Send to

Choose Destination
Cardiol Young. 2014 Oct;24(5):872-9. doi: 10.1017/S1047951113001224. Epub 2013 Sep 9.

An evaluation of heart rate variability and its modifying factors in children with type 1 diabetes.

Author information

1Department of Pediatric Cardiology,Dr. Sami Ulus Children's Hospital,Ankara,Turkey.
2Department of Pediatric Endocrinology,Dr. Sami Ulus Children's Hospital,Ankara,Turkey.
3Department of Cardiology,Hacettepe University,Ankara,Turkey.



To evaluate heart rate variability by Holter monitoring in type 1 diabetic children compared with a healthy control group and determine the factors modifying heart rate variability.


This was designed as a prospective study comparing 28 patients, diagnosed with type 1 diabetes and under follow-up, with 27 healthy control group subjects.


The patients were aged 9.9 ± 4.2 years in the diabetic group, including 13 (46.5%) girls and 15 (53.5%) boys. The healthy control group comprised 20 (74%) girls and seven boys (26%) with an average age of 8.6 ± 3.7 years. The search for factors modifying heart rate variability yielded the following correlations: for the time-dependent variables, negative between age and both average and maximal heart rate (r = -0.263 and -0.460, respectively), negative between haemoglobin A1c and percentage of differences between adjacent RR intervals >50 ms, positive between diabetes duration and square root of the mean of the sum of squares of differences between adjacent NN intervals. The average heart rate and percentage of differences between adjacent RR intervals >50 ms was significantly higher in the girls than the boys in all groups. With regard to the frequency-dependent factors affecting heart rate variability, correlations were found between haemoglobin A1c level and both total power and very low frequency (r = -0.751 and -0.644) and between very low frequency and diabetes duration.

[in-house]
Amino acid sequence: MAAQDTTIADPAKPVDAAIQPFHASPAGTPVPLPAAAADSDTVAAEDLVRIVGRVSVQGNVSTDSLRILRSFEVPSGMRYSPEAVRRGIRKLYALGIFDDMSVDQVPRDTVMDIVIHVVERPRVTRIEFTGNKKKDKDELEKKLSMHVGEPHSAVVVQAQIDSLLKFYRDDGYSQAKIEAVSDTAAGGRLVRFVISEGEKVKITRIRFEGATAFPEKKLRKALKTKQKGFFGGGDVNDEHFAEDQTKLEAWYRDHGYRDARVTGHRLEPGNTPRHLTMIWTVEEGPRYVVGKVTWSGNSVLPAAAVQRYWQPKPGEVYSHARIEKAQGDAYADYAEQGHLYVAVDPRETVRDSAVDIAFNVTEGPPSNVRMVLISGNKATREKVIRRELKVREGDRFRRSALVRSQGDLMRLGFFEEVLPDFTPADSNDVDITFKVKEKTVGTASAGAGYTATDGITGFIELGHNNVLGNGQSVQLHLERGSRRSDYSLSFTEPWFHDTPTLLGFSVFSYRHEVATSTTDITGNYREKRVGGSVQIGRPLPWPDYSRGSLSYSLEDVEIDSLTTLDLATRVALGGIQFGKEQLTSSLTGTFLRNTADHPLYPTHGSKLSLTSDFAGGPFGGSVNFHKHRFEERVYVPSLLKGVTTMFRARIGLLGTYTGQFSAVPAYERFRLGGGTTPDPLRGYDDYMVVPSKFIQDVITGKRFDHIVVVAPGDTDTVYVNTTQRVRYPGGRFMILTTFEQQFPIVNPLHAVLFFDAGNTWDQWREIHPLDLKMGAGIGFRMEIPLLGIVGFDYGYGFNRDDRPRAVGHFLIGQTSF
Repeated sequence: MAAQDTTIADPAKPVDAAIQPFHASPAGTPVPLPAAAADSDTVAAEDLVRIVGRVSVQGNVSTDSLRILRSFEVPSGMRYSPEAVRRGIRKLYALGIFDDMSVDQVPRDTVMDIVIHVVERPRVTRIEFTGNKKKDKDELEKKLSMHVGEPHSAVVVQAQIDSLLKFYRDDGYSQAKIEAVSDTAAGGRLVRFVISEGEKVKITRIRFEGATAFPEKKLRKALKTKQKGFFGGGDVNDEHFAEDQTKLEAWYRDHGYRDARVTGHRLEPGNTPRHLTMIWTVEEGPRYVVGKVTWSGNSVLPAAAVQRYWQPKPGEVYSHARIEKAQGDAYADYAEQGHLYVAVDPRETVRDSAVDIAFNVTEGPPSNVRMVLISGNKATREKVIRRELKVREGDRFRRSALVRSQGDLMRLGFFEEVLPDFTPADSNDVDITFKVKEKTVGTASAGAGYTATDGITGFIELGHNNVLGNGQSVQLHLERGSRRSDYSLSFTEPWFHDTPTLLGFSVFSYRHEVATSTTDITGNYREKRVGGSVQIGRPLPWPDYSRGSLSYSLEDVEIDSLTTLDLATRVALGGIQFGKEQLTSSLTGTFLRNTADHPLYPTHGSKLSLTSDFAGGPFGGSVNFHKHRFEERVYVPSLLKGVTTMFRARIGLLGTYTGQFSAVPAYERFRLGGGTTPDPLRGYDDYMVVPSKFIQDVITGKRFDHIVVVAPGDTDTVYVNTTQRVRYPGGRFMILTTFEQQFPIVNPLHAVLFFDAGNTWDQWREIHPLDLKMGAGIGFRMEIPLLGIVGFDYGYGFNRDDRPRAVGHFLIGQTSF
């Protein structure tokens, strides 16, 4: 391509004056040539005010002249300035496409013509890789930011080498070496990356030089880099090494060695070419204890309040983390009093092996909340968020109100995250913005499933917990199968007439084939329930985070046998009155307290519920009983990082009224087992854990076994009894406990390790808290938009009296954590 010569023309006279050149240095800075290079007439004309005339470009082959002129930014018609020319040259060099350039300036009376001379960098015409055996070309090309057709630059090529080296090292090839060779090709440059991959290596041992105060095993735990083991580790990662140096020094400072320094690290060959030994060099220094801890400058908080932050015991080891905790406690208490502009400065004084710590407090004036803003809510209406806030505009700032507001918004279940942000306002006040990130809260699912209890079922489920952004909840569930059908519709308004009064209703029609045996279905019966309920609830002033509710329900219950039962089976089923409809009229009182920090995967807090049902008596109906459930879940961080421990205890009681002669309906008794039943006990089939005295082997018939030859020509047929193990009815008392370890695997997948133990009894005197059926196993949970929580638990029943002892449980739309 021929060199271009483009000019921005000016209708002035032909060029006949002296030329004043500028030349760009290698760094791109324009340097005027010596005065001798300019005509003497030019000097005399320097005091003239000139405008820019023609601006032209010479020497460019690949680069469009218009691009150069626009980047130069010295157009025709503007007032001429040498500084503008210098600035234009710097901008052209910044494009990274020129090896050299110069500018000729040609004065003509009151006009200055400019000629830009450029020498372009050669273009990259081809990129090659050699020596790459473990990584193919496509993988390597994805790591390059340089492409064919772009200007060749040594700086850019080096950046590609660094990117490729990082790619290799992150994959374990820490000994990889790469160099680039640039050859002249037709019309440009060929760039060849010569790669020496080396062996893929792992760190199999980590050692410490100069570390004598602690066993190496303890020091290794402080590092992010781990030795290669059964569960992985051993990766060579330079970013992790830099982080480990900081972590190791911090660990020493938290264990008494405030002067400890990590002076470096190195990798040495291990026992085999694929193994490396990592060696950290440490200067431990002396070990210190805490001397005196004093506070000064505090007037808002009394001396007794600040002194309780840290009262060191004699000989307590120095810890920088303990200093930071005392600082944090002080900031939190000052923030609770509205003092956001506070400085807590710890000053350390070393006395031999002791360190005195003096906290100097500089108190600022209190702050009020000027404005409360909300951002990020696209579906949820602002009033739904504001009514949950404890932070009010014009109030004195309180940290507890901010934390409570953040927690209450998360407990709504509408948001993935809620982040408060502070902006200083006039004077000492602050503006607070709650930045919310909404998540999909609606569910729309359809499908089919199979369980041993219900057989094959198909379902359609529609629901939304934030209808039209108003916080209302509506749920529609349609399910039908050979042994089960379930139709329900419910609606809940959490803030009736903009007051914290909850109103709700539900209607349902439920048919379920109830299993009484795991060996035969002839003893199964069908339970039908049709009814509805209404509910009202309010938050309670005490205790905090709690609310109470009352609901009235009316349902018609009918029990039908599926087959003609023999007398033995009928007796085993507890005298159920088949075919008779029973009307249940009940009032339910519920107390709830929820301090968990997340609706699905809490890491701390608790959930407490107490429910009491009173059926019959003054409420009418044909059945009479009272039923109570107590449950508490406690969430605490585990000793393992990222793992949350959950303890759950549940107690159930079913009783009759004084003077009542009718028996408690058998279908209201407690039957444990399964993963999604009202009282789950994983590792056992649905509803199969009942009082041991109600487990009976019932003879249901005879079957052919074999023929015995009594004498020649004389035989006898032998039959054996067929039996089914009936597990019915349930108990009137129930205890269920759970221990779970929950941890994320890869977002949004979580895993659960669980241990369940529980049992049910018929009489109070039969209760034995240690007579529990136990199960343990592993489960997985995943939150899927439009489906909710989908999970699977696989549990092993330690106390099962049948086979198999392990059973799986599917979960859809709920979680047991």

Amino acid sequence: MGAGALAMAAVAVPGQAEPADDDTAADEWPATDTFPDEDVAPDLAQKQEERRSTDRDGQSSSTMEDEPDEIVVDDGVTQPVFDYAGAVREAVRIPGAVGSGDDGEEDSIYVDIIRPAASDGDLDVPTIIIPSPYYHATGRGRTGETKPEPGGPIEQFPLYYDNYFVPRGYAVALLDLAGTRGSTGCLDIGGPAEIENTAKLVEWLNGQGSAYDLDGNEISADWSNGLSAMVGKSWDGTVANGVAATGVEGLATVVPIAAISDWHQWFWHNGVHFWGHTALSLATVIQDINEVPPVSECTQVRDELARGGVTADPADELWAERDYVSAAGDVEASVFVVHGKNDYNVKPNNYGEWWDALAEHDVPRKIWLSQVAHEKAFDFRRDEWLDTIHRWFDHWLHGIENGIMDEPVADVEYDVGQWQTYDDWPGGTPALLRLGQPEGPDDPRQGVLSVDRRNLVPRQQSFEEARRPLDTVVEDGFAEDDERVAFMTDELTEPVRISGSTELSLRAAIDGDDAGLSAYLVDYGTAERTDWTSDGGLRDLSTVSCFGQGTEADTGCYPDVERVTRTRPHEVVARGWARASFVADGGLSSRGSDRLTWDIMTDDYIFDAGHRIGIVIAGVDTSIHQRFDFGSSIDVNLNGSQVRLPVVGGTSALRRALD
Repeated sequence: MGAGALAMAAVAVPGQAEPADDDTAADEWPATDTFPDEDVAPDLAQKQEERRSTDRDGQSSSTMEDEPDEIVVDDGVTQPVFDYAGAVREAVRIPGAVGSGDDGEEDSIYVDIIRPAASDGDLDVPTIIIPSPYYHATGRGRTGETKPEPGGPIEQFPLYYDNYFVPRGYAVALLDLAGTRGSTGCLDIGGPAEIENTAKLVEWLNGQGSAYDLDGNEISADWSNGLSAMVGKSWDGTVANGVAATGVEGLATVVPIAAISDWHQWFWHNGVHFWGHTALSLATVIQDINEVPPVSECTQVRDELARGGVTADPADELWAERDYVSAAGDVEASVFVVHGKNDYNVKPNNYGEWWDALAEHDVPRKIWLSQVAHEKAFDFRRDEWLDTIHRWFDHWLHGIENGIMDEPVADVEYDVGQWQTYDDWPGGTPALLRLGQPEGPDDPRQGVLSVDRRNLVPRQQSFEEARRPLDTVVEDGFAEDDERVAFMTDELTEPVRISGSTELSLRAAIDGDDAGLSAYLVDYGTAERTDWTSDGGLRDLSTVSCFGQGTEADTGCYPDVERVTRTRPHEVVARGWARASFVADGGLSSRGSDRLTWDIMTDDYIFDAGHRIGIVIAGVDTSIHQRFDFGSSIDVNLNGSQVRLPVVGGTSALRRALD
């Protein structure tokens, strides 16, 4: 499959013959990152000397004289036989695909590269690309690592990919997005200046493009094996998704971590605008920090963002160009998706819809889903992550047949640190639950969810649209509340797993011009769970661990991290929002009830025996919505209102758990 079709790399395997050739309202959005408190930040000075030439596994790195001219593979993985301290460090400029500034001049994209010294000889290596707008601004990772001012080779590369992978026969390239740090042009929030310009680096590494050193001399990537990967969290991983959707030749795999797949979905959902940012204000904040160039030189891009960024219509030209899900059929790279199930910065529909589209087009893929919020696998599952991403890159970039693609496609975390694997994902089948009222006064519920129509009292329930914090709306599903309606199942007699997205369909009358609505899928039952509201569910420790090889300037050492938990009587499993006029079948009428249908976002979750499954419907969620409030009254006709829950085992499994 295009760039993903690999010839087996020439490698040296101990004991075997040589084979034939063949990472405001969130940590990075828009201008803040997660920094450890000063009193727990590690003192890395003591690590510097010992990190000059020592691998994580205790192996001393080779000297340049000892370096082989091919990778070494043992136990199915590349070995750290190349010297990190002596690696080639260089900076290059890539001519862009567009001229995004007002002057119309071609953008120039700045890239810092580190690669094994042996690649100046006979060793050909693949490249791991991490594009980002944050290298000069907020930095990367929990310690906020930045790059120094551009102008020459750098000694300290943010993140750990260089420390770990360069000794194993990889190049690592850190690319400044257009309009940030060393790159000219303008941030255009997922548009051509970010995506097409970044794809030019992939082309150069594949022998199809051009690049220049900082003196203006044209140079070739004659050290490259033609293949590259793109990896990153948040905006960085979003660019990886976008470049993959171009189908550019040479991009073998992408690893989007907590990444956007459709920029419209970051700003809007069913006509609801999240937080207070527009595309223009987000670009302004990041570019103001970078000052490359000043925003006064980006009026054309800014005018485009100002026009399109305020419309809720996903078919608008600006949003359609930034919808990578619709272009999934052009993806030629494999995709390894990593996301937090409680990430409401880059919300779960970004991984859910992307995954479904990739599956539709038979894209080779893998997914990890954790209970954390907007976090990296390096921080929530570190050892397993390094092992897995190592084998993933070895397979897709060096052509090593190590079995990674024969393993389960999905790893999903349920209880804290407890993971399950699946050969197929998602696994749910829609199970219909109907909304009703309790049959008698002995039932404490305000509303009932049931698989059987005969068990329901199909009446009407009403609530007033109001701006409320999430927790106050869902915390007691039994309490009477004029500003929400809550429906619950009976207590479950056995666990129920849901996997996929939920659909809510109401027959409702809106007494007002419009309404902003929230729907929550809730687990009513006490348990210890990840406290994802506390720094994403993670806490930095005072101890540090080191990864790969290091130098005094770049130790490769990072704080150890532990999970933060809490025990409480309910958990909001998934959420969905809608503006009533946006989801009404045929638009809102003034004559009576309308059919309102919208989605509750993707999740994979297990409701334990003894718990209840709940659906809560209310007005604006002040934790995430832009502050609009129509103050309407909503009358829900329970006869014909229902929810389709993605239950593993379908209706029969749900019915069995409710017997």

A reduction in heart rate variability parameters was observed in type 1 diabetes mellitus patients who had a long disease duration or were poorly controlled, as compared with healthy controls.

[Indexed for MEDLINE]

Supplemental Content

Full text links

Icon for Cambridge University Press
Loading ...
Support Center